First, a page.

Although inflation cooled during the end of 2023 and price increases have somewhat slowed, most employees aren’t feeling the benefits of a recovering economy. Over 90% of Americans cut back on spending in 2023, according to a CNBC and Morning Consult survey, due to the effects of rising inflation. Going into 2024, many of these reduced spending habits are expected to remain as 88% of respondents still listed inflation as a top concern.
Find out how inflation and high prices may still be affecting your employees. Plus, learn more about the actionable solutions that your team can use to help employees find relief from financial stressors.
3 ways high inflation is still affecting your workforce
1. Employees increasingly use “buy now, pay later” services to cover grocery expenses
Between supply chain disruptions and rising consumer demand, prices for most household goods have risen at historic rates. Americans are struggling to keep up with new market prices. So much so that, employees are turning to “Buy Now, Pay Later” services to pay for household expenses, according to research by Adobe Analytics.
After paying rent or mortgage payments and car payments, some Americans don’t have any cash left to cover all of their monthly expenses. So, to help make ends meet, many are turning to buy now, pay later services and apps, a form of short-term financing that allows shoppers to take out an easily accessible loan at checkout that they then repay in installments over time.
Initially, Buy Now, Pay Later services were used to help individuals finance large expenses, such as a new treadmill or computer, and repay the borrowed amount in installments. However, today, many cash-strapped employees have resorted to buy now, pay later services to pay for their groceries and other necessities. Using installment loans to cover day-to-day purchases is a short-term solution at best. At worst, it leaves buyers vulnerable to mounting debt, missed payments and even credit score damage.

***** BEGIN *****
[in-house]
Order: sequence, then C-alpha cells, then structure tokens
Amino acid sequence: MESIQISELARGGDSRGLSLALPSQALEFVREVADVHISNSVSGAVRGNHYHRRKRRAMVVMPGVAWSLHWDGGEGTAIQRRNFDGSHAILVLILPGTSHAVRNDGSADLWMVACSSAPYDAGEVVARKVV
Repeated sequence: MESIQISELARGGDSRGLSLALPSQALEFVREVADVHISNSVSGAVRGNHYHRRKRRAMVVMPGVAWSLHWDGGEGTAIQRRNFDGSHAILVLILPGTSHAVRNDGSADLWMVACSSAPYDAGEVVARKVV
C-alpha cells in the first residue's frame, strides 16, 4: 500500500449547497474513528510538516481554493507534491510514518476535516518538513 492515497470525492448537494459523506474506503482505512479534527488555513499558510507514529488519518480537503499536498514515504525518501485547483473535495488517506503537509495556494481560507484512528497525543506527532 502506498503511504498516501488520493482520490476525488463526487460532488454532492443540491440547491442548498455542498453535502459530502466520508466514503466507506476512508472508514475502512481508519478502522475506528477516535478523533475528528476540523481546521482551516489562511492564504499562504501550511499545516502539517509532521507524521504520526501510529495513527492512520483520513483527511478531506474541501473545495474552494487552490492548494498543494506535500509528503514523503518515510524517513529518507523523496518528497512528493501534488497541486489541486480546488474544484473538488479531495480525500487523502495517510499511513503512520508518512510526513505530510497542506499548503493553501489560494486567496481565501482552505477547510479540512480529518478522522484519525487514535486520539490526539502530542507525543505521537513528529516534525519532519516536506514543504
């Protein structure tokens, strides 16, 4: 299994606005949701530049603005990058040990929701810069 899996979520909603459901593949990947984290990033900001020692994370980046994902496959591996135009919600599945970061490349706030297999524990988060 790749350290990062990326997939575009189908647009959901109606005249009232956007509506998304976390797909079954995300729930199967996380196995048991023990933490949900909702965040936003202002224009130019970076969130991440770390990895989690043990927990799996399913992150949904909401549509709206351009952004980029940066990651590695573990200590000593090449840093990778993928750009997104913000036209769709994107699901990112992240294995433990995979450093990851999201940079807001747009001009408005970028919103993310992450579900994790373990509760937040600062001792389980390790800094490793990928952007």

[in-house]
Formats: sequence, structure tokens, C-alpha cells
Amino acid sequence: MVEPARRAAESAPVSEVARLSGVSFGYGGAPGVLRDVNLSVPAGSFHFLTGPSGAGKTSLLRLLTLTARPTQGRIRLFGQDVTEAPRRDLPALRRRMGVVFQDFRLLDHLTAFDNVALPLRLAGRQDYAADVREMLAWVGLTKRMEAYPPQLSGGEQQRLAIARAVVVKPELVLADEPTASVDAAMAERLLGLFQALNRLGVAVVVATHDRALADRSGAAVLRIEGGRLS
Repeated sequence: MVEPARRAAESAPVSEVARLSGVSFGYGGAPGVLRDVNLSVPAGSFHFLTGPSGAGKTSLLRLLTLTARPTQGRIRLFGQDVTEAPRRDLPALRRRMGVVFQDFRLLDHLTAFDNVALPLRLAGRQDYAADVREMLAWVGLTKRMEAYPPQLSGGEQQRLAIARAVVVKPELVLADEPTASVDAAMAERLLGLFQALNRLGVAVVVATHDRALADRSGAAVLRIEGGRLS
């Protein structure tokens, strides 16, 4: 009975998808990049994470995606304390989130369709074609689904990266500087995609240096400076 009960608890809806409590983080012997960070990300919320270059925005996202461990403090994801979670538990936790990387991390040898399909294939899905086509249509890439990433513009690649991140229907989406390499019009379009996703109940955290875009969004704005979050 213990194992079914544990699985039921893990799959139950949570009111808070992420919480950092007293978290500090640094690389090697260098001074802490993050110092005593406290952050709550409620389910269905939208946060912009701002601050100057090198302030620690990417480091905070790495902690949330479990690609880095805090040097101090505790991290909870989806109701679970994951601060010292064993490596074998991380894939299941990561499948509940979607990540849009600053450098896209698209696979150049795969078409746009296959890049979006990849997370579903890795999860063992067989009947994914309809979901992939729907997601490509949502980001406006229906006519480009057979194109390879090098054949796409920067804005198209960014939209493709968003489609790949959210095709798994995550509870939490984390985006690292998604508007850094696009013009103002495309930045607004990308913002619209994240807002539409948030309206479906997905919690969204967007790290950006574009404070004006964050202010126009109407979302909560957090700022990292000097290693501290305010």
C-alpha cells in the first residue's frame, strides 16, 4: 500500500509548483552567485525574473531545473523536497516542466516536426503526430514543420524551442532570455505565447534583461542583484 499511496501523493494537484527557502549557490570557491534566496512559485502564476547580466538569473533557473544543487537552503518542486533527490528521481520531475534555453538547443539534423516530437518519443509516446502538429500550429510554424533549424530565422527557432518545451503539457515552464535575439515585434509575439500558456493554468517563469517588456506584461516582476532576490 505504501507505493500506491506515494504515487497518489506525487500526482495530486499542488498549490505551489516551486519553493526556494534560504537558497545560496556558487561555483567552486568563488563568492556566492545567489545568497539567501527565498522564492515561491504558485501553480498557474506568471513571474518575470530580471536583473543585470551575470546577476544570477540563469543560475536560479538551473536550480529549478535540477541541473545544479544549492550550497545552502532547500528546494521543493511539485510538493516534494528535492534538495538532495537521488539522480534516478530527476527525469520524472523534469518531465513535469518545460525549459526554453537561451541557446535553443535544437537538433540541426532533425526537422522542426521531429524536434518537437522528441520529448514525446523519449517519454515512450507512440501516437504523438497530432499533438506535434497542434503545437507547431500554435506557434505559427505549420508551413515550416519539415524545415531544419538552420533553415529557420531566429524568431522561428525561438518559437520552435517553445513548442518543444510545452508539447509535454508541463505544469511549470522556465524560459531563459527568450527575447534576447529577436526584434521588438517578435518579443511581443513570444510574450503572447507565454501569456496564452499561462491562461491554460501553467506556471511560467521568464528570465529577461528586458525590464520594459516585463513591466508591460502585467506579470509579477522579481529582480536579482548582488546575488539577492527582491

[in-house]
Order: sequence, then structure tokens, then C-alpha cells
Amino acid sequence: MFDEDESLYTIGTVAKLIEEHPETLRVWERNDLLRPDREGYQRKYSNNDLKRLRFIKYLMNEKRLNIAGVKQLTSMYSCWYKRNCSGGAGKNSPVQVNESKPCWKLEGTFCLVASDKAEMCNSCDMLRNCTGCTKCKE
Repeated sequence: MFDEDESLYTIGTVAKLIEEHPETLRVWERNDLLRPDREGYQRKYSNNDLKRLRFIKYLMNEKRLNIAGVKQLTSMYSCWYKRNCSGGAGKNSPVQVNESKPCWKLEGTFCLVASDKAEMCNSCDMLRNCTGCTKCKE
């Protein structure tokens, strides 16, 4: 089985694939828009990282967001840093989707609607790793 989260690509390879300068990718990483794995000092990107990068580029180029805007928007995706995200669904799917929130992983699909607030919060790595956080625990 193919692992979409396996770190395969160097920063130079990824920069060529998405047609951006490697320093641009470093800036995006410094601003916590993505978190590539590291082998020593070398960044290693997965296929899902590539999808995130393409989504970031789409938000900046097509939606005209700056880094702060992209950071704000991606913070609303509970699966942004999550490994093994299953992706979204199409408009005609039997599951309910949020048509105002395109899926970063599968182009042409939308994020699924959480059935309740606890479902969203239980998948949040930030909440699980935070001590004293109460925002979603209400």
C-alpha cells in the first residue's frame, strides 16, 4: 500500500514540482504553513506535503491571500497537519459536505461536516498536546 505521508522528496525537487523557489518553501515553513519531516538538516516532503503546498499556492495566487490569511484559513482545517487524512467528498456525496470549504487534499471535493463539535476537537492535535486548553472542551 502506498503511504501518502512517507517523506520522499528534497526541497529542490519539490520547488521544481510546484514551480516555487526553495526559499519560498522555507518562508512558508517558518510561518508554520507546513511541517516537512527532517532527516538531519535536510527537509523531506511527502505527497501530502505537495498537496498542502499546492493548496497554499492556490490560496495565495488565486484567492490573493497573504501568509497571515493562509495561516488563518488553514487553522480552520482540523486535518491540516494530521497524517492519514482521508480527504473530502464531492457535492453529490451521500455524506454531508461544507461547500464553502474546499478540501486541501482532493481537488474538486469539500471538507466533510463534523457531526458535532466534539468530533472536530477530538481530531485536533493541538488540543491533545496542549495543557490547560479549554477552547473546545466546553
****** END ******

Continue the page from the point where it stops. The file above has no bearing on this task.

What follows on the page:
2. Inflation-fueled gas prices continue to eat into employees’ monthly budgets
Although national gas prices are lower than they were a year ago, according to the AAA, employees still struggle to afford new gas prices. And amid supply-and-demand issues and geopolitical tensions, gas prices remain susceptible to price volatility.
Similar to groceries, to help afford gas prices, employees are increasingly taking out loans and buy now, pay later accounts to cover expenses. This means that instead of using today’s dollars to pay for gas, employees are increasingly relying on future dollars and digging themselves into a potential cycle of debt.
3. Employees put fewer dollars toward their retirement savings.
To prioritize and balance expenses, many employees have turned their financial focus away from the long-term, and become laser-focused on the short-term. The impact of inflation has fueled many employees to stop saving for retirement, and instead, spend that money on short-term necessities.